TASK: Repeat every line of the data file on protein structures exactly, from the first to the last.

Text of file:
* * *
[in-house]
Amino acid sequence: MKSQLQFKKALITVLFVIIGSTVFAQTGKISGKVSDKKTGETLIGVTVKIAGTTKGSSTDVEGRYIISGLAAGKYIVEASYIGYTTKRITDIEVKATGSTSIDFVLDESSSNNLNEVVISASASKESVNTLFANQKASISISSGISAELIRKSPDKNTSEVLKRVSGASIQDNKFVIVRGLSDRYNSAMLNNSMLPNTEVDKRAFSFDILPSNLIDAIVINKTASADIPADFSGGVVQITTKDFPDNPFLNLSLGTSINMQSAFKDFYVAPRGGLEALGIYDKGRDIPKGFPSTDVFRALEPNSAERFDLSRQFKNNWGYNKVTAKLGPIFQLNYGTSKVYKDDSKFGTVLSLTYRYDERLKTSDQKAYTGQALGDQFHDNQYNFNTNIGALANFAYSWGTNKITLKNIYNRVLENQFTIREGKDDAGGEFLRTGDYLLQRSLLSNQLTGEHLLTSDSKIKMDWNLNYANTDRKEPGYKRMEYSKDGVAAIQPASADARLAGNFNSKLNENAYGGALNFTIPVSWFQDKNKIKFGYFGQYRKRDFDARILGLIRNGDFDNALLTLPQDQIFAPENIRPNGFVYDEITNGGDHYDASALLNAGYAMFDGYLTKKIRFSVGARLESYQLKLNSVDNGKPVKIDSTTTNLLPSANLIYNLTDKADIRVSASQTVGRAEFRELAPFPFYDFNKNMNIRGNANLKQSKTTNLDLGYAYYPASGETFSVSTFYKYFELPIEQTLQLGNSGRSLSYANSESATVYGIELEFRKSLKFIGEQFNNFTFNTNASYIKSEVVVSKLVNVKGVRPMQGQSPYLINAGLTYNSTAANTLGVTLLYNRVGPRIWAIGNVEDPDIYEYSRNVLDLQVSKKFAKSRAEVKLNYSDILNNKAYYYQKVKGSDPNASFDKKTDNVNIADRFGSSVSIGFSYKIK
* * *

[in-house]
Amino acid sequence: MKSQLQFKKALITVLFVIIGSTVFAQTGKISGKVSDKKTGETLIGVTVKIAGTTKGSSTDVEGRYIISGLAAGKYIVEASYIGYTTKRITDIEVKATGSTSIDFVLDESSSNNLNEVVISASASKESVNTLFANQKASISISSGISAELIRKSPDKNTSEVLKRVSGASIQDNKFVIVRGLSDRYNSAMLNNSMLPNTEVDKRAFSFDILPSNLIDAIVINKTASADIPADFSGGVVQITTKDFPDNPFLNLSLGTSINMQSAFKDFYVAPRGGLEALGIYDKGRDIPKGFPSTDVFRALEPNSAERFDLSRQFKNNWGYNKVTAKLGPIFQLNYGTSKVYKDDSKFGTVLSLTYRYDERLKTSDQKAYTGQALGDQFHDNQYNFNTNIGALANFAYSWGTNKITLKNIYNRVLENQFTIREGKDDAGGEFLRTGDYLLQRSLLSNQLTGEHLLTSDSKIKMDWNLNYANTDRKEPGYKRMEYSKDGVAAIQPASADARLAGNFNSKLNENAYGGALNFTIPVSWFQDKNKIKFGYFGQYRKRDFDARILGLIRNGDFDNALLTLPQDQIFAPENIRPNGFVYDEITNGGDHYDASALLNAGYAMFDGYLTKKIRFSVGARLESYQLKLNSVDNGKPVKIDSTTTNLLPSANLIYNLTDKADIRVSASQTVGRAEFRELAPFPFYDFNKNMNIRGNANLKQSKTTNLDLGYAYYPASGETFSVSTFYKYFELPIEQTLQLGNSGRSLSYANSESATVYGIELEFRKSLKFIGEQFNNFTFNTNASYIKSEVVVSKLVNVKGVRPMQGQSPYLINAGLTYNSTAANTLGVTLLYNRVGPRIWAIGNVEDPDIYEYSRNVLDLQVSKKFAKSRAEVKLNYSDILNNKAYYYQKVKGSDPNASFDKKTDNVNIADRFGSSVSIGFSYKIK